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An image-based deep learning framework for individualising radiotherapy dose: a retrospective analysis of outcome prediction

Bin Lou, Semihcan Doken, Tingliang Zhuang, Danielle Wingerter, Mishka Gidwani, Nilesh Mistry, Lance Ladic, Ali Kamen, Mohamed E Abazeed


Radiotherapy continues to be delivered without consideration of individual tumour characteristics. To advance towards more precise treatments in radiotherapy, we queried the lung CT-derived feature space to identify radiation sensitivity parameters that can predict treatment failure and hence guide the individualisation of radiotherapy dose.


An institutional review board-approved study (IRB 14-562) was used to identify patients treated with lung stereotactic body radiotherapy. Patients with primary (stage IA–IV) or recurrent lung cancer and patients with other cancer types with solitary metastases or oligometastases to the lung were included. Patients without digitally accessible CT image or radiotherapy structure data were excluded. The internal study cohort received treatment at the main campus of the Cleveland Clinic (Cleveland, OH, USA). The independent validation cohort received treatment at seven affiliate regional or national sites. We input pre-therapy lung CT images into Deep Profiler, a multi-task deep neural network that has radiomics incorporated into the training process, to generate an image fingerprint that predicts time-to-event treatment outcomes and approximates classical radiomic features. We validated our findings with the independent study cohort. Deep Profiler was combined with clinical variables to derive iGray, an individualised dose that estimates treatment failure probability to be below 5%.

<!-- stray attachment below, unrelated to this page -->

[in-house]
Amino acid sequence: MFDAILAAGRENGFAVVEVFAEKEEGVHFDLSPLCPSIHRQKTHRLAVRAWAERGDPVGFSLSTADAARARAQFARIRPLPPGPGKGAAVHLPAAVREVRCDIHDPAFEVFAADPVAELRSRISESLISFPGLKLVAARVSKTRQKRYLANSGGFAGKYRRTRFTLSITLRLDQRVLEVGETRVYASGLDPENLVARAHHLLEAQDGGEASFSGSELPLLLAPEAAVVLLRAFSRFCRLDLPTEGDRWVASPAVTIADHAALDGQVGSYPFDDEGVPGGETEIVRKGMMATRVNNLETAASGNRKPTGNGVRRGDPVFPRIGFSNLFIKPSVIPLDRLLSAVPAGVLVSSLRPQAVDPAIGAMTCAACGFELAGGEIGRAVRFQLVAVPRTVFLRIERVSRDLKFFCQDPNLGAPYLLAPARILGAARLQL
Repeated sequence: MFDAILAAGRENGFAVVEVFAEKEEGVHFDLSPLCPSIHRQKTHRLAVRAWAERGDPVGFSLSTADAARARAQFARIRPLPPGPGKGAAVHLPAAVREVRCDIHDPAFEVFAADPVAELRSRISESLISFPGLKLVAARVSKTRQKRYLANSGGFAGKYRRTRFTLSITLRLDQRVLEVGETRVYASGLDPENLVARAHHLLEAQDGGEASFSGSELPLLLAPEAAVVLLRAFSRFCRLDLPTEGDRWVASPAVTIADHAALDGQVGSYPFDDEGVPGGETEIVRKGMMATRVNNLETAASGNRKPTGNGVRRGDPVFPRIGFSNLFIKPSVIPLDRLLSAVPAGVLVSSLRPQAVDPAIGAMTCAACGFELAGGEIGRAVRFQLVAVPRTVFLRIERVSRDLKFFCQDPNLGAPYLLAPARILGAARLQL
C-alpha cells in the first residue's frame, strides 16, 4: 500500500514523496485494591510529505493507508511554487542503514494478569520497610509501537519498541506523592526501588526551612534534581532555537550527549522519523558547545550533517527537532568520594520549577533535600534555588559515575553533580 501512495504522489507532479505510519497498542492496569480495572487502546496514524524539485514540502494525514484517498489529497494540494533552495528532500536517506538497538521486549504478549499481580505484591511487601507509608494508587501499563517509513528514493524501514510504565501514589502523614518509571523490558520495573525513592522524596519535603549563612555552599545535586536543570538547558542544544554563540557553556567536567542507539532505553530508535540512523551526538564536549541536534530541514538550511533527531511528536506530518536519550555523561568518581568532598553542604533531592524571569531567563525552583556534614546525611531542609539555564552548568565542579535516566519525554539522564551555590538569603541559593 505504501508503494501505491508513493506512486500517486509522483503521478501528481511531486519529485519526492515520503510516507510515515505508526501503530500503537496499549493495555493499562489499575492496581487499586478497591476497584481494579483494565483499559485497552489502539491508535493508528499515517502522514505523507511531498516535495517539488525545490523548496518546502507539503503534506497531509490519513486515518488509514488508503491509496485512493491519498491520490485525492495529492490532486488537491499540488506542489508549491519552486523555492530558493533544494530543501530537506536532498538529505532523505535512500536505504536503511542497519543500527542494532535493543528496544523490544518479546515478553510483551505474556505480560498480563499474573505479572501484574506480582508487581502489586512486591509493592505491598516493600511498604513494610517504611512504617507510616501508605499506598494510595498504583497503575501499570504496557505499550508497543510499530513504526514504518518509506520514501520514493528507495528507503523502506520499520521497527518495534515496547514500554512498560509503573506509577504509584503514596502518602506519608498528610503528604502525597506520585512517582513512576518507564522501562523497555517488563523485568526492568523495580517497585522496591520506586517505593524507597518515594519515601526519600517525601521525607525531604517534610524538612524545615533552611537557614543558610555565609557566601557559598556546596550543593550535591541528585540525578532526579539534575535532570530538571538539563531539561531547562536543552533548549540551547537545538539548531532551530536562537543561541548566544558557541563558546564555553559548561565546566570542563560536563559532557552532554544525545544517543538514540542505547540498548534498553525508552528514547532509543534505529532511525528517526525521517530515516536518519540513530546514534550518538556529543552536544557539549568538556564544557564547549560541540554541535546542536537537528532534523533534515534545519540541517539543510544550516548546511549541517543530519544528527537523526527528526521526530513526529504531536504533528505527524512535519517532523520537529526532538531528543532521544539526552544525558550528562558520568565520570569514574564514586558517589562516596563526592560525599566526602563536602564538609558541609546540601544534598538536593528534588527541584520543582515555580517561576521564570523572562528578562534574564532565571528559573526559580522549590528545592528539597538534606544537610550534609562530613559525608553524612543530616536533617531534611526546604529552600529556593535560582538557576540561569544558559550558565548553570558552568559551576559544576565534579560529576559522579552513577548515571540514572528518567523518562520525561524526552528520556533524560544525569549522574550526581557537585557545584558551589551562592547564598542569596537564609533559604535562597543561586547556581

A total of 1275 patients were assessed for eligibility and 944 met our eligibility criteria; 849 were in the internal study cohort and 95 were in the independent validation cohort. Radiation treatments in patients with high Deep Profiler scores failed at a significantly higher rate than in patients with low scores; 3-year cumulative incidence of local failure in the internal study cohort was 20·3% (16·0–24·9) in patients with high Deep Profiler scores and 5·7% (95% CI 3·5–8·8) in patients with low Deep Profiler scores (hazard ratio [HR]=3·64 [95% CI 2·19–6·05], p<0·0001). Deep Profiler independently predicted local failure (HR=1·65 [1·02–2·66], p=0·042). Models that included Deep Profiler and clinical variables predicted treatment failures with a concordance index (C-index) of 0·72 (95% CI 0·67–0·77), a significant improvement compared with classical radiomics (p<0·0001) or clinical variables (p<0·0001) alone. Deep Profiler performed well in the independent validation cohort, predicting treatment failures across diverse clinical settings and CT scanner types (C-index 0·77, 95% CI 0·69–0·92). iGray had a wide dose range (21·1–277 Gy) and suggested dose reductions in 23·3% of patients. Our results also showed that iGray can be safely delivered in the majority of cases.


Our results indicate that there are image-distinct subpopulations that have differential sensitivity to radiotherapy. The image-based deep learning framework proposed herein is the first opportunity to use medical images to individualise radiotherapy dose. Our results signify a new roadmap for deep learning-guided predictions and treatment guidance in the image-replete and highly standardised discipline of radiation oncology.

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